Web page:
Diverse Academic Pursuits and Inspiring the Next Generation
Wong’s research interest includes environmental and health risk assessment, remediation of contaminated sites and bioconversion of waste. He has conducted a series of projects funded by the Research Grants Council of Hong Kong, on the remediation of contaminated sites, focusing on the interactions of higher plants and associated microbes. His most recent projects supported by the Innovative Technology Commission and the Agriculture, Fisheries and Conservation Department are related to the use of food waste based feed pellets for producing safe and quality freshwater and marine fish, respectively.
Commenting on his desire to branch out, he explains, “I really like to keep it interesting and set myself new challenges – not just stick solely to my PhD topic”.
This outlook has seen Wong contributes his expertise and insight in an advisory and managerial capacity on a vast array of exciting and meaningful projects. One of which was serving as regional coordinator for the ‘Regionally Based Assessment of Persistent Toxic Substances’. Wong explains, “It was a three-year project that began in the year 2000. The world was basically broken up into 12 regions; each with the goal of organising the collaboration of lead scientists and policy makers to establish the status of persistent organic pollutants and the effectiveness of their control. I coordinated the process in my particular region. The project was most rewarding and enlightening.” Wong has also recently taken part in a panel of three to review a UNEP/GEF initiative, ‘Emerging Chemicals Management Issues in Developing Countries and Countries with Economies in Transition’ with the aim of understanding the sources and preventing adverse impacts of chemicals on human health and the environment in rapidly developing countries.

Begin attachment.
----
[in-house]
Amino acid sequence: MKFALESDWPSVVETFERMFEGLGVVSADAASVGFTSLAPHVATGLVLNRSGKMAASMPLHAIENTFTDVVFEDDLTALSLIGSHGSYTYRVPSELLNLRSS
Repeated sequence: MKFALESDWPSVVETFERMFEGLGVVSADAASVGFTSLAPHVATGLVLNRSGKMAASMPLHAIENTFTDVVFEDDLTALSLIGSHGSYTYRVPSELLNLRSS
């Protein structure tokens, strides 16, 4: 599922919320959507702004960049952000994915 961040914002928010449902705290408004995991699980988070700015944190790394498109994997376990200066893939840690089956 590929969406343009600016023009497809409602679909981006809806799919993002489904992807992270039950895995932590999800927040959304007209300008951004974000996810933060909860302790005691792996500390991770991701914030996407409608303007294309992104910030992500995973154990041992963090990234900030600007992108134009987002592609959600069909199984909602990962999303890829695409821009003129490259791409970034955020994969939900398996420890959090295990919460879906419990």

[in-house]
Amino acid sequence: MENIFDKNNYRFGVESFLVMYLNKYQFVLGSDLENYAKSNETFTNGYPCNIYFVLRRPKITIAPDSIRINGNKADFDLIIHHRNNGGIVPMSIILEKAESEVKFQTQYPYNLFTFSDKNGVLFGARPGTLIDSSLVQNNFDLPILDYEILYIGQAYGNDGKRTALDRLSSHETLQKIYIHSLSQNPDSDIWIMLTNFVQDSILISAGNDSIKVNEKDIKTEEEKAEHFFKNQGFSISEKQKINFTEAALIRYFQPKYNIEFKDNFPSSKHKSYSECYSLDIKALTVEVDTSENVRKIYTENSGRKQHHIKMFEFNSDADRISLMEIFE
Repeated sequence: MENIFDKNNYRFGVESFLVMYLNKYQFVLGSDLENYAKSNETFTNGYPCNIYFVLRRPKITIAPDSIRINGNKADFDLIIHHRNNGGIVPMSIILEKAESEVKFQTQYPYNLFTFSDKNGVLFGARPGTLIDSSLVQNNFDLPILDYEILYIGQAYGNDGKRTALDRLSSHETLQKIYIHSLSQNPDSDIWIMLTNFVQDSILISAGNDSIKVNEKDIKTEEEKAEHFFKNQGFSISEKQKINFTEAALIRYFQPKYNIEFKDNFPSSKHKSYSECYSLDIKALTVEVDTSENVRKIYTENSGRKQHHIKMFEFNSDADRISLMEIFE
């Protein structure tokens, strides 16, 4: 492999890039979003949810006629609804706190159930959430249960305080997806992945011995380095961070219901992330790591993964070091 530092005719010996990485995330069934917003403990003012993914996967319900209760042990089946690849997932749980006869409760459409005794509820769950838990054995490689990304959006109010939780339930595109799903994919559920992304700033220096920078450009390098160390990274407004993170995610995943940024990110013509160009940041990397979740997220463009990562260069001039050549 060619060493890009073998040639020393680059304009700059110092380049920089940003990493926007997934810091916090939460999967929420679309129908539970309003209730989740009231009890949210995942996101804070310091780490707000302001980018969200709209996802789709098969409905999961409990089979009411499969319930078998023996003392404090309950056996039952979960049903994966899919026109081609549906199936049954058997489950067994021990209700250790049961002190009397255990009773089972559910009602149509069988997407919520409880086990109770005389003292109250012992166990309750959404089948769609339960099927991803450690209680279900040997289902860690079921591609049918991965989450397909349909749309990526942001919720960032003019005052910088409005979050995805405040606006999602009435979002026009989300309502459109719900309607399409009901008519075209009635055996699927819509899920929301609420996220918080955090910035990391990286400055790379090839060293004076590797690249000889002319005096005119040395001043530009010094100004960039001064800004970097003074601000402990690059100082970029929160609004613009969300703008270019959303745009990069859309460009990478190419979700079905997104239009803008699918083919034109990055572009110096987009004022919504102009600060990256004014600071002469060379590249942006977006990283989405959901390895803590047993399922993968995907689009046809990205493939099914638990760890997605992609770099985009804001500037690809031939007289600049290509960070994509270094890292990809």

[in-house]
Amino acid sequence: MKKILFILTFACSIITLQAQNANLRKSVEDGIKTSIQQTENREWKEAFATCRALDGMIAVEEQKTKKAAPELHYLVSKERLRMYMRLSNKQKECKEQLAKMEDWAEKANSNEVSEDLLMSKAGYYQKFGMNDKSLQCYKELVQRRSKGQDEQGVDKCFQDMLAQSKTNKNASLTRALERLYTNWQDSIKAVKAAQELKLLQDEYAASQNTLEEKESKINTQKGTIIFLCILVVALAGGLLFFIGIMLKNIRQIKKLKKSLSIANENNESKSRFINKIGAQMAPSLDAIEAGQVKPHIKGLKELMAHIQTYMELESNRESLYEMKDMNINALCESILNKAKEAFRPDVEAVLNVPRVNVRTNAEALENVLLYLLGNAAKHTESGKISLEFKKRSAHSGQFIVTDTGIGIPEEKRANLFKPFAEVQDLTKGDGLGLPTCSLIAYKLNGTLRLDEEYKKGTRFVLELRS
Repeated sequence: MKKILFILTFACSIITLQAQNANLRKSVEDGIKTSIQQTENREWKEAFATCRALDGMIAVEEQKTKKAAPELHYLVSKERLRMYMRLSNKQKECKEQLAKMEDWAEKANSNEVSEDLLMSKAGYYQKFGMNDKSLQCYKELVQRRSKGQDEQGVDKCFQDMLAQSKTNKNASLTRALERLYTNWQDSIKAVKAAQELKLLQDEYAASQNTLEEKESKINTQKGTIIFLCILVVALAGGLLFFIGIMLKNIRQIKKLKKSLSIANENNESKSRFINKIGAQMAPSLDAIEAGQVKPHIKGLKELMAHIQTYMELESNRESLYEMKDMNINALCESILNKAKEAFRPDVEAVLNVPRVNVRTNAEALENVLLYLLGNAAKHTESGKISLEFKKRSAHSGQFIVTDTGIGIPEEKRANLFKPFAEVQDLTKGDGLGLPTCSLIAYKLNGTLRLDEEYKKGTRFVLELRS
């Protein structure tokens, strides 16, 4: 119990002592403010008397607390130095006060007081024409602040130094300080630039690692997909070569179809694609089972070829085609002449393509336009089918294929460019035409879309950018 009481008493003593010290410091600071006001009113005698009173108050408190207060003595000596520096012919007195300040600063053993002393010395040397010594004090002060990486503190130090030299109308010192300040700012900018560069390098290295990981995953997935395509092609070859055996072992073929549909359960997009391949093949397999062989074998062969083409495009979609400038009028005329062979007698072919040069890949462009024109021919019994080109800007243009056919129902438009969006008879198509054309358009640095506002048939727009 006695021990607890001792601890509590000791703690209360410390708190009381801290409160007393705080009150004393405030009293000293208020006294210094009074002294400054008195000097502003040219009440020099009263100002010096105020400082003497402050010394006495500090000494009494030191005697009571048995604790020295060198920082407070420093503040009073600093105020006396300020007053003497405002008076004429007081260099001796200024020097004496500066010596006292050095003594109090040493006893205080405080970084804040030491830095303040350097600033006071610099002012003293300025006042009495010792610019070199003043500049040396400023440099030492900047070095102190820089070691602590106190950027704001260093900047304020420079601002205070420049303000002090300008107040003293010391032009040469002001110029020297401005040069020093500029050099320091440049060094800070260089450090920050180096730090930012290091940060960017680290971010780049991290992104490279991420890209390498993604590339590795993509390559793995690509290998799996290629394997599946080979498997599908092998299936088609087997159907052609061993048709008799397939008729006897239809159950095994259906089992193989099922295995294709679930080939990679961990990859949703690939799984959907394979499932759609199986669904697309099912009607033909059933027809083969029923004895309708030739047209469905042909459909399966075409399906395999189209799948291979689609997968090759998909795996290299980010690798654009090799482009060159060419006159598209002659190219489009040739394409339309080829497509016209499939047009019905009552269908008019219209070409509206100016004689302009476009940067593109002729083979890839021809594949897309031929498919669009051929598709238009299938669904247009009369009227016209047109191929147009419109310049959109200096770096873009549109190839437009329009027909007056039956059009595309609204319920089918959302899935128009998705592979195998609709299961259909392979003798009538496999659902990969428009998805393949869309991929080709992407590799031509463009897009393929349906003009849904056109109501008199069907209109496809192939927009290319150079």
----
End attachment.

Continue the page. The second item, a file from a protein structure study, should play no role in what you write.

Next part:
And it’s not just in research that Wong has made, and continues to make, valuable contributions. He endeavours to share his insights with scientists and puts a high degree of importance on education; travelling and inspiring young scientists around the world. He relates, “I have had many career highlights. But I really enjoy supervising students, assisting them with their research, and guiding them as they strive to publish quality work... I especially enjoy giving talks and sharing my experiences in writing and teaching. I am also very much interested in helping young colleagues to network with other scientists.” To that end, he has initiated many a conference series “to provide a platform and opportunities for people to gather and discuss issues related to ecological assessment and remediation.” Certainly, Wong will continue to offer his wisdom and the proceeds of his experience to many young scientists and research projects to come.
Professor Wong has published over 640 papers and 32 book chapters, edited 25 books/special issues of scientific journals, and has successfully filed 5 patents. His reputation has been widely recognized internationally and capped by receiving two DSc Degrees awarded by University of Durham and University of Strathclyde (UK) in 1992 and 2004 respectively. He was awarded the Croucher Senior Fellow (Croucher Foundation of Hong Kong) in 1997, the Royal Society Visiting Fellow (Royal Society, UK) in 2000, Chang Jiang Chair Professor of Environmental Science (attached to Jinan University, Guangzhou, China) of Ministry of Education, China in 2014, and the Milton Gordon Award for Excellence in Phytoremediation (International Phytotechnology Society) in 2016. Professor Wong is currently the Editor-in-Chief of Environmental Geochemistry and Health (Springer).,